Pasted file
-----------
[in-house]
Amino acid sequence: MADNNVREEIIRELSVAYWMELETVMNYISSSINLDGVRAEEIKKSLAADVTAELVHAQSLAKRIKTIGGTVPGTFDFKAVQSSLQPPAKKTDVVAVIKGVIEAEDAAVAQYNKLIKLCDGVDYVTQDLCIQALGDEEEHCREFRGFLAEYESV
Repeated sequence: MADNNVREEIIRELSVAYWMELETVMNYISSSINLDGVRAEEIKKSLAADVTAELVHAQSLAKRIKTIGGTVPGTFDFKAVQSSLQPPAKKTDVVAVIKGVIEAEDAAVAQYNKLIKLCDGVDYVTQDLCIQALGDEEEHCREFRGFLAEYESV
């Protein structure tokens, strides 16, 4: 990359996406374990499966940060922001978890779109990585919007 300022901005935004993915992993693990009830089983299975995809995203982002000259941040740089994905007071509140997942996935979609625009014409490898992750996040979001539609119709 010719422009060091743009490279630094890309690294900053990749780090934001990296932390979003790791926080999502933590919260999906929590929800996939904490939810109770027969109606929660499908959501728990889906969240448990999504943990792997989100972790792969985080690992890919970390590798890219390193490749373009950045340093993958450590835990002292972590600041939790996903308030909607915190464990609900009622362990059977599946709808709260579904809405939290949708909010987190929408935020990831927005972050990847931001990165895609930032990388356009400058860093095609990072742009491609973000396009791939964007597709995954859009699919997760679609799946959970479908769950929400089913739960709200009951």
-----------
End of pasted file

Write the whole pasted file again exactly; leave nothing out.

[in-house]
Amino acid sequence: MADNNVREEIIRELSVAYWMELETVMNYISSSINLDGVRAEEIKKSLAADVTAELVHAQSLAKRIKTIGGTVPGTFDFKAVQSSLQPPAKKTDVVAVIKGVIEAEDAAVAQYNKLIKLCDGVDYVTQDLCIQALGDEEEHCREFRGFLAEYESV
Repeated sequence: MADNNVREEIIRELSVAYWMELETVMNYISSSINLDGVRAEEIKKSLAADVTAELVHAQSLAKRIKTIGGTVPGTFDFKAVQSSLQPPAKKTDVVAVIKGVIEAEDAAVAQYNKLIKLCDGVDYVTQDLCIQALGDEEEHCREFRGFLAEYESV
């Protein structure tokens, strides 16, 4: 990359996406374990499966940060922001978890779109990585919007 300022901005935004993915992993693990009830089983299975995809995203982002000259941040740089994905007071509140997942996935979609625009014409490898992750996040979001539609119709 010719422009060091743009490279630094890309690294900053990749780090934001990296932390979003790791926080999502933590919260999906929590929800996939904490939810109770027969109606929660499908959501728990889906969240448990999504943990792997989100972790792969985080690992890919970390590798890219390193490749373009950045340093993958450590835990002292972590600041939790996903308030909607915190464990609900009622362990059977599946709808709260579904809405939290949708909010987190929408935020990831927005972050990847931001990165895609930032990388356009400058860093095609990072742009491609973000396009791939964007597709995954859009699919997760679609799946959970479908769950929400089913739960709200009951």